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DENVER • When the Cardinals removed Jaime Garcia from the rotation this past week and reassigned the lefty to an undetermined role in the bullpen, manager Mike Matheny stressed that the move didn’t have to be permanent.

He could reapply for his former job with every inning he pitched.

An island of intrigue in Wednesday’s pungent swamp of a loss, Garcia threw four scoreless innings, and against a lineup no other pitcher could tame, he held Colorado to one hit. All around Garcia’s relief outing at Coors Field was the Rockies’ 11-1 rout of the Cardinals, and Garcia only entered the game when rookie Luke Weaver left it after two problematic innings.

In the thick of a wild-card race, the Cardinals have remained open to shifting or recasting their rotation on the go, as they did removing Garcia, and will discuss again if after relieving Weaver the lefty might replace him.

“I’ve said in the past that I’m here for whatever the team needs me to do,” Garcia said. “Starting is what I’ve always done, but whatever they ask me to do I’ll be ready. Whatever decision they make, I’ll be ready. If Friday I’m in the bullpen, I’ll be ready. I will do what is within my control to be ready for the team.”

The Cardinals failed to set the pace in the wild-card chase by losing in the afternoon, then San Francisco and the New York Mets followed suit by losing night games. The teams thus remained in a three-way tie in the National League wild-card race, and only two will qualify for the postseason.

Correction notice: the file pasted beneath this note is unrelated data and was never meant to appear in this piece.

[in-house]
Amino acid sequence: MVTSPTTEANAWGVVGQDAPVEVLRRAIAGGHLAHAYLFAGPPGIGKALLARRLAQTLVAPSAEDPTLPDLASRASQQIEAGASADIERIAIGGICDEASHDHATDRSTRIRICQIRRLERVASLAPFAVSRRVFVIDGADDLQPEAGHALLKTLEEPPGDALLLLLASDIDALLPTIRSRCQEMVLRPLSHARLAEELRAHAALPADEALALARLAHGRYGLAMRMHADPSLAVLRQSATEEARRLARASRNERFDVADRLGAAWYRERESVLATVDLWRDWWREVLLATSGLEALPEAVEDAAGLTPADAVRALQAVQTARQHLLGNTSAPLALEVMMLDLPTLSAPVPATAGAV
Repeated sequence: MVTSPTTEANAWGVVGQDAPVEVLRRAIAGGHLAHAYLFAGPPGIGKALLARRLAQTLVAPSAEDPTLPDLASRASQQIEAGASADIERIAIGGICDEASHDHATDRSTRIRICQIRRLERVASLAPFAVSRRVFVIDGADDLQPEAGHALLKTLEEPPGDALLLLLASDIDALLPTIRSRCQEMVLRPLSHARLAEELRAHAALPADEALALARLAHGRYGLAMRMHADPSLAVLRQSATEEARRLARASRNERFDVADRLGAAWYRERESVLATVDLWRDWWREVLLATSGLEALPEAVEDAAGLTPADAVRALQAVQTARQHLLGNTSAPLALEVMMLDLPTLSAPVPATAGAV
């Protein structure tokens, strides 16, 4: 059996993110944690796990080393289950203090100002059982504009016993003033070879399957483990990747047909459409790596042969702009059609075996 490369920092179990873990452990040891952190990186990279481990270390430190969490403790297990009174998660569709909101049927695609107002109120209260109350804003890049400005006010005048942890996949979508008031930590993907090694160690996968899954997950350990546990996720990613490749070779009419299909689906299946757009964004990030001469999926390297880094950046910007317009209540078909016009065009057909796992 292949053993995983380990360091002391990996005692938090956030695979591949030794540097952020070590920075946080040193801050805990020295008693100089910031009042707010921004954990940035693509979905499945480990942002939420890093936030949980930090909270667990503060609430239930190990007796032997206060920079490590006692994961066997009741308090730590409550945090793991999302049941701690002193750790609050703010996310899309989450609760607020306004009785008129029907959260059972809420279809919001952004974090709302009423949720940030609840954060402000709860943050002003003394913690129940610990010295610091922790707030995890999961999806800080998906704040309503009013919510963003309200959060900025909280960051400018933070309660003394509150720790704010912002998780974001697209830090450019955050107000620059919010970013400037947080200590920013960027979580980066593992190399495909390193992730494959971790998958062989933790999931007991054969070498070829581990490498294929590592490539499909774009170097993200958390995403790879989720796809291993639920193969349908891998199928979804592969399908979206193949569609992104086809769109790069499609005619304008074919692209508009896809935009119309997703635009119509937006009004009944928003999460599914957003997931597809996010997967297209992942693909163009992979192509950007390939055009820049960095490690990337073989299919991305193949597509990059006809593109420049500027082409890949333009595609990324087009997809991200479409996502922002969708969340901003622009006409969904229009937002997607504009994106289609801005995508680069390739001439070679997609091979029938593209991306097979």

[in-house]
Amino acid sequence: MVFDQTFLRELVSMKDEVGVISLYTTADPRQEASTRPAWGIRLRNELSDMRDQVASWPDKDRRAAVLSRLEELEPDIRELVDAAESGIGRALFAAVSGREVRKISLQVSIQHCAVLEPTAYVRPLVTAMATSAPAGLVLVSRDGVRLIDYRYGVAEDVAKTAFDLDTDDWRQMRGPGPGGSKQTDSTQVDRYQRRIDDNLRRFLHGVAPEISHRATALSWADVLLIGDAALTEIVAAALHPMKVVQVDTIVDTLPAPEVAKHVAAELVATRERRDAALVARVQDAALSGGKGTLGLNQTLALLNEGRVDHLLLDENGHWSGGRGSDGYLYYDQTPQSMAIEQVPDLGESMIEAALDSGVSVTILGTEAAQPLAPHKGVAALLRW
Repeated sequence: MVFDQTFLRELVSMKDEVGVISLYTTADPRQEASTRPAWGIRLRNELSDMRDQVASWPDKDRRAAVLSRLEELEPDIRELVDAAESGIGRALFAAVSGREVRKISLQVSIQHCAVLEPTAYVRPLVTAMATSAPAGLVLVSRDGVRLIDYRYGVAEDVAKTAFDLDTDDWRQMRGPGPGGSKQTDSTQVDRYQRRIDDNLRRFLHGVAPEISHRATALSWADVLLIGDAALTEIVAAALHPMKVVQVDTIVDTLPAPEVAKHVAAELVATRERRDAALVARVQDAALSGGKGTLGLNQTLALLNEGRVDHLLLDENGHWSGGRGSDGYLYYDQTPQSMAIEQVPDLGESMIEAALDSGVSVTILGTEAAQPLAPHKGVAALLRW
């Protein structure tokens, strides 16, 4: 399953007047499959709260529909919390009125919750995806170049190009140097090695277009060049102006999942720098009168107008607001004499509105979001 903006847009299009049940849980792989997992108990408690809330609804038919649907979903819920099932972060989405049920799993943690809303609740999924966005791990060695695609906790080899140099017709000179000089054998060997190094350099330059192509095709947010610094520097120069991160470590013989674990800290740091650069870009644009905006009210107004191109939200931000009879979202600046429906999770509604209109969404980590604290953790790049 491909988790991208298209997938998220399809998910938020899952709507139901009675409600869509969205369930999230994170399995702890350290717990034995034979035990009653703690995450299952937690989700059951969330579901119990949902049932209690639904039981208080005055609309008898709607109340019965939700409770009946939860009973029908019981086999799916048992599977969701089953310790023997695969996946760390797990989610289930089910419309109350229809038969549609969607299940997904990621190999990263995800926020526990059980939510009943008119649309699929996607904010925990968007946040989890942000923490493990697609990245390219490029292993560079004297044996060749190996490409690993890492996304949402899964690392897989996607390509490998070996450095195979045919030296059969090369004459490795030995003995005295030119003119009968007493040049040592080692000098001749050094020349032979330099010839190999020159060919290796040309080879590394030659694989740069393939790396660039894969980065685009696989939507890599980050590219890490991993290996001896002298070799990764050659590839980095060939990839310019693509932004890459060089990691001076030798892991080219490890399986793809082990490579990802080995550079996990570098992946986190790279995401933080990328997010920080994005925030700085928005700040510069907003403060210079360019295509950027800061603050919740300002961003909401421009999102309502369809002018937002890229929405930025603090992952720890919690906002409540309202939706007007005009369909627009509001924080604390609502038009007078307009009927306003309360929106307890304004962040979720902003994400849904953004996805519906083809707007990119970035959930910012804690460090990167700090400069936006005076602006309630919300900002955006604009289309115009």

A four-game winning streak for the Cardinals ended with a thud. The Cardinals (80-72) were trying for the ninth time this season to get 10 games better than .500, and for the ninth time this season they lost that game.

Colorado’s Nolan Arenado hit a grand slam off Weaver to push the Rockies to an early lead, and Tom Murphy’s homer in the seventh put it out of reach while also continuing the oscillating trend for the Cardinals.

They haven’t won more than four consecutive or lost more than three consecutive since the last week of July.

“Our focus truly is day by day and if we try our best to win each day we’ve got a chance to play in October,” leadoff hitter Matt Carpenter said. “That’s the ultimate goal. Being 10 games over .500 isn’t the ultimate goal. If we find a way to win a series in Chicago, this can be a great road trip and then we head home, and like you said be in control of our own destiny.”

A leading reason the Cardinals have been unable to generate consistent forward progress in the standings is the rotation. The amino acid of winning streaks is starting pitching. The Cardinals have had eight pitchers make a start since the All-Star break, and they began this week chasing a sixth consecutive playoff berth with two rookies in the rotation.

Neither was in the majors the first week of August.

Weaver got the first crack at being a starter, while Alex Reyes has made the bigger splash with his seven shutout innings Sunday.

Before Wednesday’s game, Matheny said the team did not plan to rearrange the rotation around Thursday’s off day. It would be the last chance to do so for a wild-card game unless they introduced a sixth starter or had a pitcher go on short rest.